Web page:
Archive for Thursday, March 17, 2005

Heart for hoops

Lexington Trails students are no strangers to heart disease. Last week the school’s Hoops for Heart event brought in more than $6,000 for the American Heart Association.

March 17, 2005

Heart disease can affect everyone -- even middle school students.

Susan Slater, a physical education teacher at Lexington Trails Middle School, says her students are often surprised to learn how true that is. According to the American Heart Association, cardiovascular disease ranks as the No. 3 cause of death for children under 15.

Seventh-graders Lauren Roberts, left, and Britainee Baker circle up
to play a game for Hoops for Heart in the Lexington Trails Middle
School gym.

Seventh-graders Lauren Roberts, left, and Britainee Baker circle up to play a game for Hoops for Heart in the Lexington Trails Middle School gym.

"I think they're as surprised as I am," Slater said. "I think they find it very shocking because we don't really think about that."

Lexington Trails students raised more than $6,000 last week during the school's annual Hoops for Heart event. The campaign, begun by the Heart Association and adopted by schools across the country, raises money for heart disease research and education and promotes heart-healthy activities.

Once or twice removed, the heart disease connections become even more prolific for youth.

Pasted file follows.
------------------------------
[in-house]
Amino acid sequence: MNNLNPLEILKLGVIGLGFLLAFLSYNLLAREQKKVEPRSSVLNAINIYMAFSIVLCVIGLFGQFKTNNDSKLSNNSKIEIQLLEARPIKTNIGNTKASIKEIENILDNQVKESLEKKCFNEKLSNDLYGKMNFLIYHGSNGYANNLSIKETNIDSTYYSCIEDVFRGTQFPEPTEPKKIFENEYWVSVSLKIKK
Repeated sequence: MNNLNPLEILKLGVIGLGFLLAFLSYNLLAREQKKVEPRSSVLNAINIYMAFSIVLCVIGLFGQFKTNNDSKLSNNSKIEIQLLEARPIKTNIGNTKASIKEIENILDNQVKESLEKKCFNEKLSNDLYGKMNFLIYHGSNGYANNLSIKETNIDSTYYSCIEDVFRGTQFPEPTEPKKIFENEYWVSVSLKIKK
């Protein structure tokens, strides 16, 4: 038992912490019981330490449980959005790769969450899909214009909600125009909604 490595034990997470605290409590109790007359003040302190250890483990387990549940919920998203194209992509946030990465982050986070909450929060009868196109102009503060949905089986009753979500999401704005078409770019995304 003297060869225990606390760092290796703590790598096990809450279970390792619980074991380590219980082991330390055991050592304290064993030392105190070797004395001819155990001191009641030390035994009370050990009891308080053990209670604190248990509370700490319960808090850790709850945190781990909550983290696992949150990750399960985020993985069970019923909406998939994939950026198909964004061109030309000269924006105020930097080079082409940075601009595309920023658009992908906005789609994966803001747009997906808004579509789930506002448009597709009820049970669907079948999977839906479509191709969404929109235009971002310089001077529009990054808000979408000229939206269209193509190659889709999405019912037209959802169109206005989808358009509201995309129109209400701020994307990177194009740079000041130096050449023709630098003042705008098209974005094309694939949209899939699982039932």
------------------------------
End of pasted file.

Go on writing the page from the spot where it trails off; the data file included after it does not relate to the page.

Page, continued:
"When you ask the group of kids 'How many of you know somebody that has heart disease?' every hand goes up," Slater said.

That was true Thursday afternoon, when almost every one of the school's seventh-graders answered "yes" to the question, which Slater posed after an hour-long session of play.

One especially close connection was for seventh-grader Alex Crall, whose mother is still recovering from a stroke she suffered in October.

Helping fund research for people like his mom, Alex said, was the driving force behind his avid participation.

"It helps her," he said. "And it's also fun to come in here and play basketball."

Alex and fellow seventh-grader Austin Hinchey were their grade's top fund-raisers, collecting more than $300 between the two of them.

Austin echoed Alex's sentiments.

Research may save lives of people with heart disease, which is important, Austin said, and it's fun to just come out and play ball.

In the weeks leading up to the event, Slater said students hit up friends, neighbors and parents' co-workers for flat donations to the American Heart Association.

For the money turn-in and event wrap-up on Thursday, students took to the gym in shifts to play basketball. Although many students played pick-up games, pretty much any physical activity that involved a basketball would do, Slater said.

The Heart Association's mission is a priority for Slater, too -- heart disease runs in her family.

Among other cases, her father died of a heart attack, and her brother-in-law recently underwent open-heart surgery, a story she shared with students all the way to the point where he came home from the hospital after a successful bypass.

"When I told the kids, they all started clapping," Slater said.

Slater said she was proud of her students' dedication. Their grand total of $6,651.14 was considerably more than last year's.

"I'm shocked," she said. "It made my heart race."

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